But in response to the embarassment generated by the rapid response of the pro-life world, St. Luke’s has offered to pay the $14,000 or more it will cost to move Andrea Clark to a hospital in Illinois that contacted the woman’s family and offered to take her. Clark’s sister reports that the hospital gave them one day to decide—declaring that it would pay only half the cost if the family took a second day, and nothing if the family took more time.
The conservative pro-lifers moved this story, through the network and quick responses put in place by the death of Terri Schiavo. But the appeal for Andrea Clark originally appeared on a left-wing website, Democratic Underground, where the response was strong and heartfelt.
For years, many activists against euthanasia and physician-assisted suicide—Wesley Smith among them—pitched their appeal primarily to the Left. Smith was a Naderite, co-authoring books with Ralph Nader, and he, like many others, originally thought of the fight in leftist terms: the struggle of citizens against large-corporation hospitals, insurance companies, and HMOs. But they got very little traction on the Left, and gradually found themselves preaching to the pro-life community on the Right.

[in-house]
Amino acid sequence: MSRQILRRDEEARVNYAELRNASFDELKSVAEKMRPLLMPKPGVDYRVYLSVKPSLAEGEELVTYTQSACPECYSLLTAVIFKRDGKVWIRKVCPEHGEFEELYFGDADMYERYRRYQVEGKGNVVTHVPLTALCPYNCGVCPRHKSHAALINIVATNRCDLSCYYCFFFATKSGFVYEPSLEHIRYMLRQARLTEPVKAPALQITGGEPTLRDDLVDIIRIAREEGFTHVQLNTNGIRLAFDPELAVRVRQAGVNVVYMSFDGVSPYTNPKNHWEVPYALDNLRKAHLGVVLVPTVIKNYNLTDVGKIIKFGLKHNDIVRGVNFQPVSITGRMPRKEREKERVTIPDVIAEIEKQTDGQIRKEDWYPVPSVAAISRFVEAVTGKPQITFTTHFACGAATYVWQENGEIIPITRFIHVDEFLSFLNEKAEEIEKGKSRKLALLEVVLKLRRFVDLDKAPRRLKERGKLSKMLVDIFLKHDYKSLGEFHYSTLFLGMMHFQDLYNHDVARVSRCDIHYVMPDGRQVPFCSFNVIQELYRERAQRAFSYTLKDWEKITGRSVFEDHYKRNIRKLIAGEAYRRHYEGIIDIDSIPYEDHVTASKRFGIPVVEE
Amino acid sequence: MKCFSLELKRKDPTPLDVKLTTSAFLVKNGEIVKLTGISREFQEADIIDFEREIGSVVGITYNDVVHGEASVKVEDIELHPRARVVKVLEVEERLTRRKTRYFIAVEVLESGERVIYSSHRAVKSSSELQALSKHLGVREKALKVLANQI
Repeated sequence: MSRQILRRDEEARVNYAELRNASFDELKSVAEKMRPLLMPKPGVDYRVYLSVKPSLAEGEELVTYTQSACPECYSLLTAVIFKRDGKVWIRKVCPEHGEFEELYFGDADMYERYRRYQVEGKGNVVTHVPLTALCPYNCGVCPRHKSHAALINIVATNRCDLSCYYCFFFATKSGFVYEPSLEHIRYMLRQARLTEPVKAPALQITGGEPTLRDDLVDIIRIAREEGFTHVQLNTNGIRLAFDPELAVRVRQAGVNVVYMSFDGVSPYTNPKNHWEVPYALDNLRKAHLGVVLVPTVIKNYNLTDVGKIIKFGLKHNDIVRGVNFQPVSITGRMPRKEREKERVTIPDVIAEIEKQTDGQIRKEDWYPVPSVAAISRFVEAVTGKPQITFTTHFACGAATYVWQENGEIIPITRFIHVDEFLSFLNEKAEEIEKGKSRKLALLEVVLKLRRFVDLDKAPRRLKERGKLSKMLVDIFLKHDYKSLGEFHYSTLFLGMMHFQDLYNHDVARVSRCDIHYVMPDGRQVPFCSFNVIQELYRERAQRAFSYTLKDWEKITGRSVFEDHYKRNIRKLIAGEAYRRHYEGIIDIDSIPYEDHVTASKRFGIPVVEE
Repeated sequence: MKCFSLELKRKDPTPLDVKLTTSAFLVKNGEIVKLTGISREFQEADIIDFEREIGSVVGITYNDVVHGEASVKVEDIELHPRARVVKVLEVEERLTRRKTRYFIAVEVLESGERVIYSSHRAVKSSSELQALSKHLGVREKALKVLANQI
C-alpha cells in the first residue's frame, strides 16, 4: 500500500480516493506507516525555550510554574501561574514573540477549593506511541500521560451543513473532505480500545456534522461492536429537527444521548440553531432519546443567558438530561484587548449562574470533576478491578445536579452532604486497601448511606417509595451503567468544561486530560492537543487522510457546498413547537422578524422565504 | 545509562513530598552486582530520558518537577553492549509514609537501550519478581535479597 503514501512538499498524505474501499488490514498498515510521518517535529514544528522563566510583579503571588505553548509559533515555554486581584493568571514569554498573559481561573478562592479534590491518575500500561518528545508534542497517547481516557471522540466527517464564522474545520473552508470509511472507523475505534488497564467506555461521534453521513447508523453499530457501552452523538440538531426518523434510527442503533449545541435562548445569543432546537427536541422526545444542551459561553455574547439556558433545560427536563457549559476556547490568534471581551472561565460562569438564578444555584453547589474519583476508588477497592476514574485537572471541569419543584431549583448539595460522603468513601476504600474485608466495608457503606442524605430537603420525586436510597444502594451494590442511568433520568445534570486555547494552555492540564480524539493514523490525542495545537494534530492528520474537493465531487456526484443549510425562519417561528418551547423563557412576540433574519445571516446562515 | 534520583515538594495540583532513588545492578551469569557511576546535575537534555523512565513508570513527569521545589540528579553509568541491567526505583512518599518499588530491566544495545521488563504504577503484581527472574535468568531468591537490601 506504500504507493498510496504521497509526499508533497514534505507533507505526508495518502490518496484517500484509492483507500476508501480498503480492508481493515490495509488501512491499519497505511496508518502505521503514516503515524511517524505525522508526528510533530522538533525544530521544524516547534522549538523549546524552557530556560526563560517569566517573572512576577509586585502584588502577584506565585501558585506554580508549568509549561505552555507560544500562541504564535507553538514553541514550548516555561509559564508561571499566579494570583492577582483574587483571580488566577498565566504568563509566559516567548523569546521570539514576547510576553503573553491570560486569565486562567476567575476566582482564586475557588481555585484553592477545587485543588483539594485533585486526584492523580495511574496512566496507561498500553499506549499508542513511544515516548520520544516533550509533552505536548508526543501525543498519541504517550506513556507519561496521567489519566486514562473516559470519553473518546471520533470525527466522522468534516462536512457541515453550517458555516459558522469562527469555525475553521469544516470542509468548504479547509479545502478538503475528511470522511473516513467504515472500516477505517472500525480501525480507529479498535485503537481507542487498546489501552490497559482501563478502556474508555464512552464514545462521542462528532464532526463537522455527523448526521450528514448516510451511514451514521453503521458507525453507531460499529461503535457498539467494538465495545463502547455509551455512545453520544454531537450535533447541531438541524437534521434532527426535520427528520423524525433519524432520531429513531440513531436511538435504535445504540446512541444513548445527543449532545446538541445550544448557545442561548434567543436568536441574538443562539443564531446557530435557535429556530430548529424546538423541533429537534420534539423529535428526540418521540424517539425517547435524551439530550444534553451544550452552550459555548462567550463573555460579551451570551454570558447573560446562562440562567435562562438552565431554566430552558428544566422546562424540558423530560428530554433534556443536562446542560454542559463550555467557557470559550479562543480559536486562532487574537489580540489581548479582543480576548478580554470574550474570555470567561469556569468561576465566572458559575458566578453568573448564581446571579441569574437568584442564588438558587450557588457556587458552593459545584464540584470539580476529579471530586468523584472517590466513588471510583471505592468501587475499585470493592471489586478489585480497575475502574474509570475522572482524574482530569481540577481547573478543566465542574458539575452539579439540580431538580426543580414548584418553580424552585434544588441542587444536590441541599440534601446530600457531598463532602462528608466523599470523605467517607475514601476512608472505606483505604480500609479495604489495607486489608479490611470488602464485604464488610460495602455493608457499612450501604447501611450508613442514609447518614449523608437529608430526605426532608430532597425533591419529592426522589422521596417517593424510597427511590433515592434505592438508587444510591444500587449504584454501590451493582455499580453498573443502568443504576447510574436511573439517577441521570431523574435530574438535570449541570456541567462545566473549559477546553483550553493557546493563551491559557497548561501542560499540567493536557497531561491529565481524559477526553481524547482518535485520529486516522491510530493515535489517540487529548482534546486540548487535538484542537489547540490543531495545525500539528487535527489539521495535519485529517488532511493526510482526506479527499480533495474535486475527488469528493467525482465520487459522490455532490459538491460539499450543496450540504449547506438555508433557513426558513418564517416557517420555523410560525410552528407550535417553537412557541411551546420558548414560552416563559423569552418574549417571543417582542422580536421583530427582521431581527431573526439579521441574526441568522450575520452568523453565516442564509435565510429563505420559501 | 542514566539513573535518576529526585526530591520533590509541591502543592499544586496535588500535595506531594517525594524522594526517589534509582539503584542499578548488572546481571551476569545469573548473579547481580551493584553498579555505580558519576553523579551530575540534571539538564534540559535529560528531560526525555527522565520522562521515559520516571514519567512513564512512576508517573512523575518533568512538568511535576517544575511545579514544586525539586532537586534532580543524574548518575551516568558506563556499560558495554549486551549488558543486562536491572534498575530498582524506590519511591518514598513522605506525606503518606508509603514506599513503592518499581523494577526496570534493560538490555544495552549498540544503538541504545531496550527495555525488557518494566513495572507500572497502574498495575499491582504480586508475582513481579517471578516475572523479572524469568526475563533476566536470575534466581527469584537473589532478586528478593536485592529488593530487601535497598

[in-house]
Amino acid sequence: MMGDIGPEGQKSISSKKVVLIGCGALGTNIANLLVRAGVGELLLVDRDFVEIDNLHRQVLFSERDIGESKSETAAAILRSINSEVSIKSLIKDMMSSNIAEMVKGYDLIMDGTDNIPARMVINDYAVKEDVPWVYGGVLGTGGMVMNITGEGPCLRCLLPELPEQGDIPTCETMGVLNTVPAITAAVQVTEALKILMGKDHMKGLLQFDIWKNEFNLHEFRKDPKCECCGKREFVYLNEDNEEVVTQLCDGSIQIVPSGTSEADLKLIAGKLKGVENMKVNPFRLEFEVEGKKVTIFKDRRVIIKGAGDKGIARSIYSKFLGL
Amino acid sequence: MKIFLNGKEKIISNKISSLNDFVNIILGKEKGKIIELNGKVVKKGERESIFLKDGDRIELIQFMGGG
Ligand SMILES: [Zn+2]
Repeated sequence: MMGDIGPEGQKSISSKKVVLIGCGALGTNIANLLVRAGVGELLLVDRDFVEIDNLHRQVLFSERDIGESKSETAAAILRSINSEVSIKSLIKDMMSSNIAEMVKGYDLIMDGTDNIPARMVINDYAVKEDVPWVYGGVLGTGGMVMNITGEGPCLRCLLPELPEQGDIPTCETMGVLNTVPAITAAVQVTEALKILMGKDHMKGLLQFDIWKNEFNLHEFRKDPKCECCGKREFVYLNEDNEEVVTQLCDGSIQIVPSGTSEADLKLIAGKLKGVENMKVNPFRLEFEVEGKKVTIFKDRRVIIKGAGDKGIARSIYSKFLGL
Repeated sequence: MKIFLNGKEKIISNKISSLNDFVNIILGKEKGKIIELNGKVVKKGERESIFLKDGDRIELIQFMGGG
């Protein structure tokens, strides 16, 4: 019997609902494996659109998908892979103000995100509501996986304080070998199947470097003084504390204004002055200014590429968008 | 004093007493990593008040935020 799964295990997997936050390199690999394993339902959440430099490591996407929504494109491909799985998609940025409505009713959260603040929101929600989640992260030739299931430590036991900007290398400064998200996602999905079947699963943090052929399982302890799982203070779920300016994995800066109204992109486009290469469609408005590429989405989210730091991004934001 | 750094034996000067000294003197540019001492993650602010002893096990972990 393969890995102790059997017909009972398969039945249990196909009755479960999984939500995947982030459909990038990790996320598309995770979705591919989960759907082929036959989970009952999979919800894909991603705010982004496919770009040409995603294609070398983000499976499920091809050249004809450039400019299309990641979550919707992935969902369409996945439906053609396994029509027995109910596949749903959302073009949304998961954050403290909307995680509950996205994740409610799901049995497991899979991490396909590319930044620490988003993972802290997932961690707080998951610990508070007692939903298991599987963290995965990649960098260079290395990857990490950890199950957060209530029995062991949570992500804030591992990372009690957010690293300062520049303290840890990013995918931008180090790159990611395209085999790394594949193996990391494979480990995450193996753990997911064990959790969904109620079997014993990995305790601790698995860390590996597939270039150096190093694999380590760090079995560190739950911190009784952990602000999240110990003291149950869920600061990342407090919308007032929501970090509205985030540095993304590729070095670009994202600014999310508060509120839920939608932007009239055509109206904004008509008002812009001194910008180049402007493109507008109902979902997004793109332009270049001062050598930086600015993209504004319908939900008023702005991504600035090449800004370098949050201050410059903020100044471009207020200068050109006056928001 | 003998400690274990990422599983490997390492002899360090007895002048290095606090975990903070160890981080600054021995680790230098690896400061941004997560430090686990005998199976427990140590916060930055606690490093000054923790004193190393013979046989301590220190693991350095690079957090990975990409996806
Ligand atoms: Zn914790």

That the pro-life political connection isn’t necessary seems to be proved by the reaction to Andrea Clark’s story on Democratic Underground. But maybe that’s too strong a conclusion. Abortion has so badly skewed American politics, it’s hard to see what natural groups would be formed. Still, it does suggest there is a constituency for Democrats who could successfully buck their party on the life issues.
A few months ago, I blogged about Steve Colbert's interview with Terry Gross, of "Fresh Air." Here's Ann Althouse, talking about Colbert's recent fun with hipster atheist Sam Harris. And, here's more from Ambivablog:
[T]here's at least a double twist of irony here, if not a veritable dobos torte or puff pastry of sincerity and parody. Colbert is something far more subtle than a fundamentalist, but on some level he means what he's saying, and is making fun of himself for meaning it by impersonating a fundamentalist's absurdly over-the-top way of saying it. No wonder Harris is baffled: it's impossible to tell where Colbert is really coming from. If you assumed he was mocking religion itself and therefore agreed with you, you'd fall into a trap.
By contrast, Harris seemed very literal-minded, plodding and straight-ahead. If you assumed the rationalists were the smart ones, all I can say is -- watch out.